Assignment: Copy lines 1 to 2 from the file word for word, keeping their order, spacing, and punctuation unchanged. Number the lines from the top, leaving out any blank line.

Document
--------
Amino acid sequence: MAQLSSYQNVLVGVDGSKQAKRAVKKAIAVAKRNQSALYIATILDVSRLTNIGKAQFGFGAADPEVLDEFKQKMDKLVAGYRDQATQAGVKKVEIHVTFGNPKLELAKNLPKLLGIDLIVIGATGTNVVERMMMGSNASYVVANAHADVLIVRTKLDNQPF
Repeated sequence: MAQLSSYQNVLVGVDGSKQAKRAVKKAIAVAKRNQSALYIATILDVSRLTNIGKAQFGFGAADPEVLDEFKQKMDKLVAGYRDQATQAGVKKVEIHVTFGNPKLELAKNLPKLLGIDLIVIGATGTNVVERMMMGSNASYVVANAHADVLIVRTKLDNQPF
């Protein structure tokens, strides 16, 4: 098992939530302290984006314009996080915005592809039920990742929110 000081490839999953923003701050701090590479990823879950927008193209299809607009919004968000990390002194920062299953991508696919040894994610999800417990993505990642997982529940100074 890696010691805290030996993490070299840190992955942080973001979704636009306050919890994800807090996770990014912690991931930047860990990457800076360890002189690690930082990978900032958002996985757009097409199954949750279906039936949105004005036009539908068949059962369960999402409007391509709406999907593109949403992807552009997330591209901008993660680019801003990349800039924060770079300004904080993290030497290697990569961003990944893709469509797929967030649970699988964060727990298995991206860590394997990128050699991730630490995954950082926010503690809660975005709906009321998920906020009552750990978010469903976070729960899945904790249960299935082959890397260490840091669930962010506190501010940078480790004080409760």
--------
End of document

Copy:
Amino acid sequence: MAQLSSYQNVLVGVDGSKQAKRAVKKAIAVAKRNQSALYIATILDVSRLTNIGKAQFGFGAADPEVLDEFKQKMDKLVAGYRDQATQAGVKKVEIHVTFGNPKLELAKNLPKLLGIDLIVIGATGTNVVERMMMGSNASYVVANAHADVLIVRTKLDNQPF
Repeated sequence: MAQLSSYQNVLVGVDGSKQAKRAVKKAIAVAKRNQSALYIATILDVSRLTNIGKAQFGFGAADPEVLDEFKQKMDKLVAGYRDQATQAGVKKVEIHVTFGNPKLELAKNLPKLLGIDLIVIGATGTNVVERMMMGSNASYVVANAHADVLIVRTKLDNQPF